Both solid pitchers! Complementary pitchers. When the A’s made the trade, they were 3½ games up in the AL West, and they had just rebuilt 40 percent of their rotation on the fly. That was quite a coup, and Samardzija wasn’t just a rental.

Then the A’s were sucked into a death spiral and spit out of the other side of the Royals’ vortex. They ended up turning Russell into Marcus Semien, which is a fine consolation prize, to be honest.

I’ll wager that Russell ends up with more All-Star appearances, though.

How the deal was received:

Mixed. The A’s fans were excited to get two new starting pitchers, and Samardzija did well for them, but they were understandably wary of giving up Russell.

Cubs fans were thrilled, as they should have been.

With the benefit of hindsight:

If you’re going to trade a prospect like Russell, you should get a star. David Price was traded later that month, and while the Rays might end up getting more than just Russell out of the deal (if Willy Adames pans out, and if Drew Smyly continues to progress, and if ...), they might have preferred Russell at the time.

And yet would Price have been enough to get the A’s past the Royals or Rangers? Dunno. With the benefit of hindsight, just keep the top prospect.

3. Jake Arrieta, Pedro Strop for Steve Clevenger, Scott Feldman

How the deal looked at the time:

No one cared. They aggressively didn’t care. Arrieta was just another one of those Orioles pitchers who flopped after having something of a pedigree, and Feldman was just another arm.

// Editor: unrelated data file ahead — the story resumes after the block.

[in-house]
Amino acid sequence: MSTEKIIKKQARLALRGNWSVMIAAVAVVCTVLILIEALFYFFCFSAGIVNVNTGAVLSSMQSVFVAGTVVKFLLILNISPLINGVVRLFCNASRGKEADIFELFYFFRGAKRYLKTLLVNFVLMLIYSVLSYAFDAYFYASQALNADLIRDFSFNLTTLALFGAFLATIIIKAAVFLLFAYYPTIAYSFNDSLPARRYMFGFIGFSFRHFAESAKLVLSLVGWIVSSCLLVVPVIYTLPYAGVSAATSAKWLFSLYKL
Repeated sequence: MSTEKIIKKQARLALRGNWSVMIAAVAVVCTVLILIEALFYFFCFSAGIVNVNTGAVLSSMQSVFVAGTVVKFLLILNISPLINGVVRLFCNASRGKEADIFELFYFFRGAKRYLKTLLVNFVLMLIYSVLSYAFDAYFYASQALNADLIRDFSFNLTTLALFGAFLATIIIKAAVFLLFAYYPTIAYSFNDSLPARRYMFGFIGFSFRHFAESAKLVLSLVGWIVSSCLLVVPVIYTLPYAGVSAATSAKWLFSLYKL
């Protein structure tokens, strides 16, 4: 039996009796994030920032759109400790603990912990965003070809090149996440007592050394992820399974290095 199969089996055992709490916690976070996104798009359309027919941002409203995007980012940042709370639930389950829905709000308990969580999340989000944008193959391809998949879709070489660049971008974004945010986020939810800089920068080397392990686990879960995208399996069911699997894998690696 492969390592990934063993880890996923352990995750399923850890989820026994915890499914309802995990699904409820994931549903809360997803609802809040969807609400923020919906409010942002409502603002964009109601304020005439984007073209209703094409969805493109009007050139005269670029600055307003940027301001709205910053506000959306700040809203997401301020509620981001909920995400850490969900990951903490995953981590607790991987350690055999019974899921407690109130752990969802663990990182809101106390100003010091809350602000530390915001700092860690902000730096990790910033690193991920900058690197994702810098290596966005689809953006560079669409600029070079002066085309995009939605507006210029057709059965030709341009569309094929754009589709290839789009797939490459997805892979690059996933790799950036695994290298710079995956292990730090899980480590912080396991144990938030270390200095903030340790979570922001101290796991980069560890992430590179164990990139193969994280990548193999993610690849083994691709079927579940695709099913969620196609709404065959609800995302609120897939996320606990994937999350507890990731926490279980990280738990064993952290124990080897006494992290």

The Orioles were chasing a return to the postseason after their surprising 2012 season, and they were 10 games over .500 and 3½ games back in the AL East. Feldman was having a very Feldman year, which is to say that he was helpful in all the least exciting ways. Arrieta was 26 with 358 bad major league innings to his name.

Plus, it took the smartypantses on the Cubs to reinvent Arrieta. His emergence didn’t happen in a vacuum. Don’t be too hard on the Orioles.

At the same time. My stars, what a coup for a team that was committed to not pursuing pitching in the draft to complement their cache of position players. "We’ll figure out the pitching as we go along," the Cubs said. And they were right.

How the deal was received:

From Camden Chat:

The fact that Arrieta and Strop, combined with what the Orioles press release terms "International Bonus Slots 3 and 4," are worth Feldman, is okay with me.

And from Bleed Cubbie Blue:

At first glance, this looks like an excellent deal for the Cubs. Clevenger wasn't going to be in the team's future plans, and Arrieta -- though he has not been successful in the major leagues -- has been a pretty good pitching prospect for Baltimore for several seasons.

Though some of the commenters were less impressed:

I hope they got a lot of bonus money; otherwise it seems like you could have gotten more for Feldman.

With the benefit of hindsight:

Maybe keep Arrieta and teach him whatever the Cubs taught him, then take the money spent on Ubaldo Jimenez and Yovani Gallardo and throw a huge party? Just one of many possible suggestions.